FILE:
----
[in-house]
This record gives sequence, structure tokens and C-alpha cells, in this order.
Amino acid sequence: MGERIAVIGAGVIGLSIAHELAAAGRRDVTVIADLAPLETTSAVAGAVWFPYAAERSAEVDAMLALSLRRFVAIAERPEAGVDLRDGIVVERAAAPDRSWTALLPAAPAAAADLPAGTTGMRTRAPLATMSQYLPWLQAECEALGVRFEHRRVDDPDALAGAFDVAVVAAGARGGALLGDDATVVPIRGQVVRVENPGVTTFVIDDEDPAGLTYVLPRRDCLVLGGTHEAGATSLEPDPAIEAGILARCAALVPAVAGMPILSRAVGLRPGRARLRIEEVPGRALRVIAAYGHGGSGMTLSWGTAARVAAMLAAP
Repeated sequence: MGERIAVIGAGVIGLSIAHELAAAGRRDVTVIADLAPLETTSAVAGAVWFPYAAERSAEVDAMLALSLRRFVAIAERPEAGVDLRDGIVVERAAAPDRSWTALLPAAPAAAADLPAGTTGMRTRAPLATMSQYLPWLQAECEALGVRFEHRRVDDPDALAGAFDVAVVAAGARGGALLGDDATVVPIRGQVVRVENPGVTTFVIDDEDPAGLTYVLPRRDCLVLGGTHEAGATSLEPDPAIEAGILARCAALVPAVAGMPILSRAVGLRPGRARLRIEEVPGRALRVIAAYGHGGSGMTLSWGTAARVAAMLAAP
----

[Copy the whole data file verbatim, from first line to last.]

[in-house]
This record gives sequence, structure tokens and C-alpha cells, in this order.
Amino acid sequence: MGERIAVIGAGVIGLSIAHELAAAGRRDVTVIADLAPLETTSAVAGAVWFPYAAERSAEVDAMLALSLRRFVAIAERPEAGVDLRDGIVVERAAAPDRSWTALLPAAPAAAADLPAGTTGMRTRAPLATMSQYLPWLQAECEALGVRFEHRRVDDPDALAGAFDVAVVAAGARGGALLGDDATVVPIRGQVVRVENPGVTTFVIDDEDPAGLTYVLPRRDCLVLGGTHEAGATSLEPDPAIEAGILARCAALVPAVAGMPILSRAVGLRPGRARLRIEEVPGRALRVIAAYGHGGSGMTLSWGTAARVAAMLAAP
Repeated sequence: MGERIAVIGAGVIGLSIAHELAAAGRRDVTVIADLAPLETTSAVAGAVWFPYAAERSAEVDAMLALSLRRFVAIAERPEAGVDLRDGIVVERAAAPDRSWTALLPAAPAAAADLPAGTTGMRTRAPLATMSQYLPWLQAECEALGVRFEHRRVDDPDALAGAFDVAVVAAGARGGALLGDDATVVPIRGQVVRVENPGVTTFVIDDEDPAGLTYVLPRRDCLVLGGTHEAGATSLEPDPAIEAGILARCAALVPAVAGMPILSRAVGLRPGRARLRIEEVPGRALRVIAAYGHGGSGMTLSWGTAARVAAMLAAP